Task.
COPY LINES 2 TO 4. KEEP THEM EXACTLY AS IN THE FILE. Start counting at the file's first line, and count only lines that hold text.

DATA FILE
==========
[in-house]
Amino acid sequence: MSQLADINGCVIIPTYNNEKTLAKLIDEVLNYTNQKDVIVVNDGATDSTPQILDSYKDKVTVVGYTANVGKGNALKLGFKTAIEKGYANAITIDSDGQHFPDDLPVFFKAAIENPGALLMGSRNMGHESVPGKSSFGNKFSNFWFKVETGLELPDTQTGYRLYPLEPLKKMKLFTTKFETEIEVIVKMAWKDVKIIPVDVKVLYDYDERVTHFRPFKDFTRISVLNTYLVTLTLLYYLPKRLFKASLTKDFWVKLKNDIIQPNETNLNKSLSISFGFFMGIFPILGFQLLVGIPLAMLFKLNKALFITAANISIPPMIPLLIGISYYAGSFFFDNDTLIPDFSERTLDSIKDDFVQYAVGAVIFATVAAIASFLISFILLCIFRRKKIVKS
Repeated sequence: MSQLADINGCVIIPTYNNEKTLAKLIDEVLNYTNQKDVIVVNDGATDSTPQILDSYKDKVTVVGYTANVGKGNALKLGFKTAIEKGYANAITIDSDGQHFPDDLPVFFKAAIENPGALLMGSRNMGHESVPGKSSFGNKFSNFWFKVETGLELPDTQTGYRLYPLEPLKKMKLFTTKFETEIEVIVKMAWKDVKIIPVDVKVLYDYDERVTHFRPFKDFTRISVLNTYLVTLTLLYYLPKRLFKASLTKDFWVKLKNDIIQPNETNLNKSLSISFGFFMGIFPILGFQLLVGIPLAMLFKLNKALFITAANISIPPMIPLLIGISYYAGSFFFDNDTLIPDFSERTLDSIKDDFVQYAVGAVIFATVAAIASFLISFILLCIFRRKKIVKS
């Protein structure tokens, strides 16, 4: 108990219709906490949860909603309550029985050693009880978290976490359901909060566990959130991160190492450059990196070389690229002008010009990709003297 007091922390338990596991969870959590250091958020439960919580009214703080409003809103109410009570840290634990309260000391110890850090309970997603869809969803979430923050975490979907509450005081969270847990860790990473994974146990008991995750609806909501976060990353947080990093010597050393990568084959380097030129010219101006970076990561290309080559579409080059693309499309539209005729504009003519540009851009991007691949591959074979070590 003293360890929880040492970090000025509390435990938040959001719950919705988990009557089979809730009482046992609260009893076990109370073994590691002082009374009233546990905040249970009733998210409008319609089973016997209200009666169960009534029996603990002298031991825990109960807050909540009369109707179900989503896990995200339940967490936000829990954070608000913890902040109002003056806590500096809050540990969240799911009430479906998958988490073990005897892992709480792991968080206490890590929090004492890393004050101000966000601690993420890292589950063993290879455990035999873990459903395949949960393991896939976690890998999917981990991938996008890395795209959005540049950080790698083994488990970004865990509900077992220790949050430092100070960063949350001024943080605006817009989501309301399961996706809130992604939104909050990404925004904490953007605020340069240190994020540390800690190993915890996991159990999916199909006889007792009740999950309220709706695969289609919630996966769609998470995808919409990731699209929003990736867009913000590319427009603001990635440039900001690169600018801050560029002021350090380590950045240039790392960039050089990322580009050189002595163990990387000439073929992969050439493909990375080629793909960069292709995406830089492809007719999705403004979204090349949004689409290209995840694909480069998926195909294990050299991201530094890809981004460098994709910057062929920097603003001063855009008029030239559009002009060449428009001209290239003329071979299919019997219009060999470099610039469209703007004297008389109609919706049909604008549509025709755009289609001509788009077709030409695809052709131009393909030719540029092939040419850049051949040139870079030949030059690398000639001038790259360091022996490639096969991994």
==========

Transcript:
Amino acid sequence: MSQLADINGCVIIPTYNNEKTLAKLIDEVLNYTNQKDVIVVNDGATDSTPQILDSYKDKVTVVGYTANVGKGNALKLGFKTAIEKGYANAITIDSDGQHFPDDLPVFFKAAIENPGALLMGSRNMGHESVPGKSSFGNKFSNFWFKVETGLELPDTQTGYRLYPLEPLKKMKLFTTKFETEIEVIVKMAWKDVKIIPVDVKVLYDYDERVTHFRPFKDFTRISVLNTYLVTLTLLYYLPKRLFKASLTKDFWVKLKNDIIQPNETNLNKSLSISFGFFMGIFPILGFQLLVGIPLAMLFKLNKALFITAANISIPPMIPLLIGISYYAGSFFFDNDTLIPDFSERTLDSIKDDFVQYAVGAVIFATVAAIASFLISFILLCIFRRKKIVKS
Repeated sequence: MSQLADINGCVIIPTYNNEKTLAKLIDEVLNYTNQKDVIVVNDGATDSTPQILDSYKDKVTVVGYTANVGKGNALKLGFKTAIEKGYANAITIDSDGQHFPDDLPVFFKAAIENPGALLMGSRNMGHESVPGKSSFGNKFSNFWFKVETGLELPDTQTGYRLYPLEPLKKMKLFTTKFETEIEVIVKMAWKDVKIIPVDVKVLYDYDERVTHFRPFKDFTRISVLNTYLVTLTLLYYLPKRLFKASLTKDFWVKLKNDIIQPNETNLNKSLSISFGFFMGIFPILGFQLLVGIPLAMLFKLNKALFITAANISIPPMIPLLIGISYYAGSFFFDNDTLIPDFSERTLDSIKDDFVQYAVGAVIFATVAAIASFLISFILLCIFRRKKIVKS
């Protein structure tokens, strides 16, 4: 108990219709906490949860909603309550029985050693009880978290976490359901909060566990959130991160190492450059990196070389690229002008010009990709003297 007091922390338990596991969870959590250091958020439960919580009214703080409003809103109410009570840290634990309260000391110890850090309970997603869809969803979430923050975490979907509450005081969270847990860790990473994974146990008991995750609806909501976060990353947080990093010597050393990568084959380097030129010219101006970076990561290309080559579409080059693309499309539209005729504009003519540009851009991007691949591959074979070590 003293360890929880040492970090000025509390435990938040959001719950919705988990009557089979809730009482046992609260009893076990109370073994590691002082009374009233546990905040249970009733998210409008319609089973016997209200009666169960009534029996603990002298031991825990109960807050909540009369109707179900989503896990995200339940967490936000829990954070608000913890902040109002003056806590500096809050540990969240799911009430479906998958988490073990005897892992709480792991968080206490890590929090004492890393004050101000966000601690993420890292589950063993290879455990035999873990459903395949949960393991896939976690890998999917981990991938996008890395795209959005540049950080790698083994488990970004865990509900077992220790949050430092100070960063949350001024943080605006817009989501309301399961996706809130992604939104909050990404925004904490953007605020340069240190994020540390800690190993915890996991159990999916199909006889007792009740999950309220709706695969289609919630996966769609998470995808919409990731699209929003990736867009913000590319427009603001990635440039900001690169600018801050560029002021350090380590950045240039790392960039050089990322580009050189002595163990990387000439073929992969050439493909990375080629793909960069292709995406830089492809007719999705403004979204090349949004689409290209995840694909480069998926195909294990050299991201530094890809981004460098994709910057062929920097603003001063855009008029030239559009002009060449428009001209290239003329071979299919019997219009060999470099610039469209703007004297008389109609919706049909604008549509025709755009289609001509788009077709030409695809052709131009393909030719540029092939040419850049051949040139870079030949030059690398000639001038790259360091022996490639096969991994």